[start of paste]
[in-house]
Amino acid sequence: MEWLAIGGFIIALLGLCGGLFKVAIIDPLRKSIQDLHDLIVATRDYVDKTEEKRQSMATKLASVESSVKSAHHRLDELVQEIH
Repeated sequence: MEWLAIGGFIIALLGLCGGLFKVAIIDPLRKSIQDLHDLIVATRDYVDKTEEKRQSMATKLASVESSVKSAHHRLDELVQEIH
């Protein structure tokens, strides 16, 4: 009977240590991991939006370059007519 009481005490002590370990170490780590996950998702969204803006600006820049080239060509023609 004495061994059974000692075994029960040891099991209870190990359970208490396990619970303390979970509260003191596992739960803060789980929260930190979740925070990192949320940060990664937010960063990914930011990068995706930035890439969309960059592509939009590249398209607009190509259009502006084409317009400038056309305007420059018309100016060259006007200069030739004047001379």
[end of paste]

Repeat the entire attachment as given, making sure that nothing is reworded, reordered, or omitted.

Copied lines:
[in-house]
Amino acid sequence: MEWLAIGGFIIALLGLCGGLFKVAIIDPLRKSIQDLHDLIVATRDYVDKTEEKRQSMATKLASVESSVKSAHHRLDELVQEIH
Repeated sequence: MEWLAIGGFIIALLGLCGGLFKVAIIDPLRKSIQDLHDLIVATRDYVDKTEEKRQSMATKLASVESSVKSAHHRLDELVQEIH
């Protein structure tokens, strides 16, 4: 009977240590991991939006370059007519 009481005490002590370990170490780590996950998702969204803006600006820049080239060509023609 004495061994059974000692075994029960040891099991209870190990359970208490396990619970303390979970509260003191596992739960803060789980929260930190979740925070990192949320940060990664937010960063990914930011990068995706930035890439969309960059592509939009590249398209607009190509259009502006084409317009400038056309305007420059018309100016060259006007200069030739004047001379």